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The high cost of ignoring the nexus between climate change and migration

The Biden administration must act to protect migrants created by climate change.

In this 2021 file photo, Carlos Enrique Linga and his daughter Betty Noemi talk to a reporter at Our Lady of Guadalupe Catholic Church in Mission, Texas. No nation offers asylum or other legal protections to people displaced specifically because of climate change, but the Biden administration is studying the idea. Linga traveled to the US border with his 5-year-old daughter after flooding destroyed their farm and home in Guatemala.Dario Lopez-Mills/Associated Press

Imagine a Category 4 hurricane bringing high winds, torrential rains, and flash flooding to your area. Now picture a second similarly powerful hurricane hitting the area two weeks later, causing landslides that wipe out entire neighborhoods.

Back-to-back natural disasters would present difficult compounding challenges to any country. But in Central America, a vulnerable region riddled by longstanding poverty, two powerful hurricanes would be devastating. And they were: Hurricanes Eta and Iota struck Nicaragua, Honduras, and Guatemala nine months ago and left more than 200 people dead, millions in need of assistance, and thousands more displaced.

Inevitably, many of those who were displaced ended up migrating north to America. But US refugee and asylum laws remain woefully inadequate to protect those displaced by climate-related events. Monday’s stark United Nations report from the world’s top climate scientists warns that wild weather events, such as heat waves and storms, are expected to worsen and become more regular. It’s why there’s been a growing chorus of experts and elected officials calling for US and international law to recognize those people who move across borders due to environmental or climate-related events as refugees.

“In the 20th century, people were on the move because of war and conflict,” said Ama Francis, climate displacement project strategist for the International Refugee Assistance Project, or IRAP. “That’s still true, but even more people now are on the move because of climate-related and environmental disasters. We need our laws to catch up.” The international definition of a refugee was written about 70 years ago.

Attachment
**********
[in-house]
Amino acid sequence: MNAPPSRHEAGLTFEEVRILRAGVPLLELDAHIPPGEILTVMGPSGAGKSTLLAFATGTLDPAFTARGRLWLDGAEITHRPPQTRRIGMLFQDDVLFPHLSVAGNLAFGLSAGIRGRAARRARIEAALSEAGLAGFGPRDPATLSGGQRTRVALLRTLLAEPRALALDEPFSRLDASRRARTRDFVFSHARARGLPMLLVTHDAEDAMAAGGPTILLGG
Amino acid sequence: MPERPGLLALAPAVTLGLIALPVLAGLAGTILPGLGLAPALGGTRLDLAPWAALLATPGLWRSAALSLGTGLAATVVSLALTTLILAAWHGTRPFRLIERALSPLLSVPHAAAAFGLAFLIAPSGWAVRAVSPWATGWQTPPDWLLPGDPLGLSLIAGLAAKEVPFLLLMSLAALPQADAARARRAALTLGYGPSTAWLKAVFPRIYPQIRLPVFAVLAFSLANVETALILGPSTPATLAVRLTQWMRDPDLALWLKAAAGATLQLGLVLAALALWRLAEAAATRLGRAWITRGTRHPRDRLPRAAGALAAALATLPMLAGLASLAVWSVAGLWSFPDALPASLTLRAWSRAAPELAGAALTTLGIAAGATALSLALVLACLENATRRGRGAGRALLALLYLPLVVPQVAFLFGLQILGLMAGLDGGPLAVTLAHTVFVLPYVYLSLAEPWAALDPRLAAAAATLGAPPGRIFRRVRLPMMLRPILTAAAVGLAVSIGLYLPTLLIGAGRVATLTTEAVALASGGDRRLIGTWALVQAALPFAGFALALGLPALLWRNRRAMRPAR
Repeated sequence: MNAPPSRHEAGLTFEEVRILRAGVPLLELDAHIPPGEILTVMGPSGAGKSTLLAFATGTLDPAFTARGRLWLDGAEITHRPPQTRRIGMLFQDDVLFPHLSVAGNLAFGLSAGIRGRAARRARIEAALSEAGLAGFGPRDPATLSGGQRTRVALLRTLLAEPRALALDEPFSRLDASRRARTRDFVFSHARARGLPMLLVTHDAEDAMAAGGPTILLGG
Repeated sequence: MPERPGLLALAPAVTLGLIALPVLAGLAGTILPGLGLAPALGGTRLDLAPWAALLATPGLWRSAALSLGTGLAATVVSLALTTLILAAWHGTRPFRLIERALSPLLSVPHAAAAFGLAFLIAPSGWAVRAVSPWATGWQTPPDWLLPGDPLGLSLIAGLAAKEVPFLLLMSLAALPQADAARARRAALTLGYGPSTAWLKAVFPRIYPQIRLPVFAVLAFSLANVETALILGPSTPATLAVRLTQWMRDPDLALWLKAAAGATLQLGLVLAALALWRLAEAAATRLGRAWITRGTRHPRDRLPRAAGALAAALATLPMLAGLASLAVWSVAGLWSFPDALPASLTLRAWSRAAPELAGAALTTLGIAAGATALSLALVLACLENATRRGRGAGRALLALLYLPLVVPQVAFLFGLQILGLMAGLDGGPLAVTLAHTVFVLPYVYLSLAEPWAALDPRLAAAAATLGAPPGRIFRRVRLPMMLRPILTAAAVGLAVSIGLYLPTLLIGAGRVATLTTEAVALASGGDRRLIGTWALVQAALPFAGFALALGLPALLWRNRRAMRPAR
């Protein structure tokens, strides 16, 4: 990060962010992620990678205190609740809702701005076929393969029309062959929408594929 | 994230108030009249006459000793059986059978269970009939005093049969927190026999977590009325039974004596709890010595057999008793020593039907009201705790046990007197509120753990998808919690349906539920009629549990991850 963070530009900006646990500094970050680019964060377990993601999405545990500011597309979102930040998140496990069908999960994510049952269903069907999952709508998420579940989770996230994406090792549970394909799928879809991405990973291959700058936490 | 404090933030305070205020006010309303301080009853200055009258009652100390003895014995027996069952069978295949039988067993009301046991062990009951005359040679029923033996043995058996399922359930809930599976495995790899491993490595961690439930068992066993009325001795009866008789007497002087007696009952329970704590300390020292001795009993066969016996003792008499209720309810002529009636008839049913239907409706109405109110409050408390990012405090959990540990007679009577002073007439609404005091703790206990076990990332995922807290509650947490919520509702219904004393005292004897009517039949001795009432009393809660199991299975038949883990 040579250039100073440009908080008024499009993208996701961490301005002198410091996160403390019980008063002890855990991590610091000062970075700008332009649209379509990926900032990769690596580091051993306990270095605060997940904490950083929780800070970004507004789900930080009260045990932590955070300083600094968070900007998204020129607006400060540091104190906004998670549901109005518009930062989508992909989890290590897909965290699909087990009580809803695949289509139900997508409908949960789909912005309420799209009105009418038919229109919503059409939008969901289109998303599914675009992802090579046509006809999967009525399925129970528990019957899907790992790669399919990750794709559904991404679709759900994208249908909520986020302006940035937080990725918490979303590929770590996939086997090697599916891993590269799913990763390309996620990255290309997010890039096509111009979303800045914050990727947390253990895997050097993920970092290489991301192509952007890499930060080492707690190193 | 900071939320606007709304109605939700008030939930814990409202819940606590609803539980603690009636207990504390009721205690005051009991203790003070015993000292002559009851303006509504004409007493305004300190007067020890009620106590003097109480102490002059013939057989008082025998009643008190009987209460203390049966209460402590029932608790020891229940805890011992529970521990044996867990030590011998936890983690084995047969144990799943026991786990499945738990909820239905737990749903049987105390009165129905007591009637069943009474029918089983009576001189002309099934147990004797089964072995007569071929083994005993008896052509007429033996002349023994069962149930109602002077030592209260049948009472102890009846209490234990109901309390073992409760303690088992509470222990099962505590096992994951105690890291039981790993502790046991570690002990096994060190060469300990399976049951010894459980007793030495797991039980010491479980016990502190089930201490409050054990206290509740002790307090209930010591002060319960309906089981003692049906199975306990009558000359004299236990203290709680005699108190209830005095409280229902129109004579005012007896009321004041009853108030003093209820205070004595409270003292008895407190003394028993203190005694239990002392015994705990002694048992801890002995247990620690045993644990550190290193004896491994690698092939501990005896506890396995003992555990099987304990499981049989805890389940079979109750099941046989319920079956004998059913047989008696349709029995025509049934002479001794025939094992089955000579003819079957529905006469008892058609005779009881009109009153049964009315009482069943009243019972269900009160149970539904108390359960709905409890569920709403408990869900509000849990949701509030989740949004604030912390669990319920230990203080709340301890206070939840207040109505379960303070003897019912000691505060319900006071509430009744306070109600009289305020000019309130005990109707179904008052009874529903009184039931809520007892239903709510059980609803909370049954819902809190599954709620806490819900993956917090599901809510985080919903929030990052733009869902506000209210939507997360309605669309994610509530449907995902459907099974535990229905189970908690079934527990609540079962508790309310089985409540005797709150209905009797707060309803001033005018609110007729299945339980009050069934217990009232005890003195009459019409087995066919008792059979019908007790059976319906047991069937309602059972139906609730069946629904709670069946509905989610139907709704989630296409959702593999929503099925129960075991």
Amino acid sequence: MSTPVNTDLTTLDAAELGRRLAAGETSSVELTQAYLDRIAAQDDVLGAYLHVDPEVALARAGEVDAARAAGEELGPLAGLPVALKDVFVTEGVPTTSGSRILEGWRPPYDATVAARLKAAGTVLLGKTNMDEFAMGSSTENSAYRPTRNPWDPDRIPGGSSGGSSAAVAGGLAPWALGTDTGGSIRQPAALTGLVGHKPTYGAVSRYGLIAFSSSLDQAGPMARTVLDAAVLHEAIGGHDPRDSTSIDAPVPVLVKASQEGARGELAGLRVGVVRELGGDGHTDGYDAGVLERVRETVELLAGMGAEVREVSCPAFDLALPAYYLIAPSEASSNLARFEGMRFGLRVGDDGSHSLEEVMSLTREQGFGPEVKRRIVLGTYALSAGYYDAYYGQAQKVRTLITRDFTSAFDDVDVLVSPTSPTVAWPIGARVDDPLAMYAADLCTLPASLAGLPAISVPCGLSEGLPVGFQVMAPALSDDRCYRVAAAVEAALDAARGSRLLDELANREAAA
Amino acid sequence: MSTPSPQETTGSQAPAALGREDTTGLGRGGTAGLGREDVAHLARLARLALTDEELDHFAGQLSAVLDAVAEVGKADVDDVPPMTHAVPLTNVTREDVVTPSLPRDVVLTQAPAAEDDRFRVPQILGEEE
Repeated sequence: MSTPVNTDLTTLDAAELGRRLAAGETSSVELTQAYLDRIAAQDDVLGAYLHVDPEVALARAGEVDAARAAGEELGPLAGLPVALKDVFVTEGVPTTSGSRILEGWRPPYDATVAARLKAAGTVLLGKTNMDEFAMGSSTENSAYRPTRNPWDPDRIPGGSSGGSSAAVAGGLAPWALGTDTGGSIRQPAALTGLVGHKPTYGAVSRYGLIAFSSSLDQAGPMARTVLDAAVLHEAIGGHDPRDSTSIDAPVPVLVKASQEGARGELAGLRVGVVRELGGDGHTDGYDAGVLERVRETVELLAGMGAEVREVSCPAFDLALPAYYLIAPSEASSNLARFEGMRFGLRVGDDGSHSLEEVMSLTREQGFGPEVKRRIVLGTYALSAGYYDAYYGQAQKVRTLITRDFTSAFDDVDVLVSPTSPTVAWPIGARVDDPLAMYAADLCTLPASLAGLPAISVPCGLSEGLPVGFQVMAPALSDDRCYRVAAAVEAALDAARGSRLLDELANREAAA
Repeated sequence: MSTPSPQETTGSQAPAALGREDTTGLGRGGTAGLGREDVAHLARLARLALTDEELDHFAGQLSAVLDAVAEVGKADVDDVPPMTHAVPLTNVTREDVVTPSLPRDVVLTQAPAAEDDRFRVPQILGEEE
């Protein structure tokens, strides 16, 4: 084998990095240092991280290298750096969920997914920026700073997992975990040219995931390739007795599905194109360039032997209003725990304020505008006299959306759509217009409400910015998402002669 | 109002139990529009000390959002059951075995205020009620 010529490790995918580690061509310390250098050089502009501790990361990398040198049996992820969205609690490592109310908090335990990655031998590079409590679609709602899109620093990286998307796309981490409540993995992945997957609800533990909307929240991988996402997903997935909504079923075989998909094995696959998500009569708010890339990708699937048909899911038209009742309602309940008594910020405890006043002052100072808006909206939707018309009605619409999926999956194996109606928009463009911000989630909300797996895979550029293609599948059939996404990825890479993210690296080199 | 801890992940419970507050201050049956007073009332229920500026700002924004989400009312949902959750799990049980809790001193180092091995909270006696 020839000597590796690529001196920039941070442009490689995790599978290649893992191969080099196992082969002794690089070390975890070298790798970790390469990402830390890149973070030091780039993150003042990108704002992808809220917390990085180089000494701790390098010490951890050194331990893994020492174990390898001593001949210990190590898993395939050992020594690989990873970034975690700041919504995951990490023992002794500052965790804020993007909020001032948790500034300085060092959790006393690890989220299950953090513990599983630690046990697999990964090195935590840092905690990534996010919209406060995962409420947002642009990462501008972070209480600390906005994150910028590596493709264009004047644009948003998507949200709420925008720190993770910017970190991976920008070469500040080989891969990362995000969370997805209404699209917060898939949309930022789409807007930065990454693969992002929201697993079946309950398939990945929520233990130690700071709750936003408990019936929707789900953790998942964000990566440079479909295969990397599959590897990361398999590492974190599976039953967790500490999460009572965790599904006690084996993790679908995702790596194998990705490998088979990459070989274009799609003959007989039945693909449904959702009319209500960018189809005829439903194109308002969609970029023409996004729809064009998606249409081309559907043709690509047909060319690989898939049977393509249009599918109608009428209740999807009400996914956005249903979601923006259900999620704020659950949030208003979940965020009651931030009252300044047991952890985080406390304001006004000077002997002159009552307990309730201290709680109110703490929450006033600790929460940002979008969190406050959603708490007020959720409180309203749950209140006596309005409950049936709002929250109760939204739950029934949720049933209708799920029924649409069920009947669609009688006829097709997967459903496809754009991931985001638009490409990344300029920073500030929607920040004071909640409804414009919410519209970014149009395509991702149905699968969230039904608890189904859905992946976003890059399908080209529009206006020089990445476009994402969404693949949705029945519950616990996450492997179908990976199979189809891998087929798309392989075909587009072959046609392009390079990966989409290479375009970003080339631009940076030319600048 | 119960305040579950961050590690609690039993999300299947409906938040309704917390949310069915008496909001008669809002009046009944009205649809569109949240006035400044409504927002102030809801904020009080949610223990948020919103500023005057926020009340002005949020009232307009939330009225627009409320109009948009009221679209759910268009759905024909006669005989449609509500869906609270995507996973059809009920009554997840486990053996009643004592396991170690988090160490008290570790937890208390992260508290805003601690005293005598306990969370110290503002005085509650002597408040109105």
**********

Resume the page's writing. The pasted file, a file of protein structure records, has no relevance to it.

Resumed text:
Indeed, it’s an overdue action to incorporate climate-related events in America’s immigration policy. To that end, IRAP released a report last week laying out a few immediate steps the Biden administration should take without involving Congress, including issuing an opinion from the US Department of Justice clarifying that climate change can serve as grounds for refugee status under US law; writing guidance for immigration officers and judges to properly evaluate climate-related events; and using temporary protected status to protect nationals of countries such as Guatemala who are reeling from the effects of climate change.


“Taking those steps would send a really important signal to other countries and position the US to be a leader on this issue,” Francis said.

People’s reasons for leaving their countries are complex and typically involve myriad factors. But US immigration laws tend to see people through limited lenses, said María Cristina García, a Cornell University professor who’s working on a book about climate-driven refugees. “They’re either seen as economically driven, politically driven, or they want to be reunified with family,” García told me.

TPS, Francis told me, is unique in that it’s an immigration law “that actually mentions environmental disasters, so it’s really important to use the tools we have available.” It’s no accident that TPS has historically been used to protect many people from Central America. “Unlike any other area, Central America is quite vulnerable to environmental destruction, and we’ve been seeing environmentally driven migration from there for quite some time now,” García said.

The good news is that the Biden administration is preparing an interagency report on climate change-driven migration, which is due this month. In Congress, US Senator Ed Markey recently reintroduced legislation that would codify into US law protections for those displaced by climate change events.


Climate refugees are coming — in fact, many are probably already in the United States. The World Bank estimated in 2018 that more than 140 million people would be forced to move by 2050 because of environmental factors. Without a formal mechanism to protect them, they represent a significant financial cost to the United States. Some may already be here undocumented, living in the shadows; others might be languishing in detention centers paid for, of course, by American taxpayers. To meet the moment, the Biden administration must enact better protections to deal with the reality of climate refugees.

Marcela García is a Globe columnist. She can be reached at Follow her @marcela_elisa and on Instagram @marcela_elisa.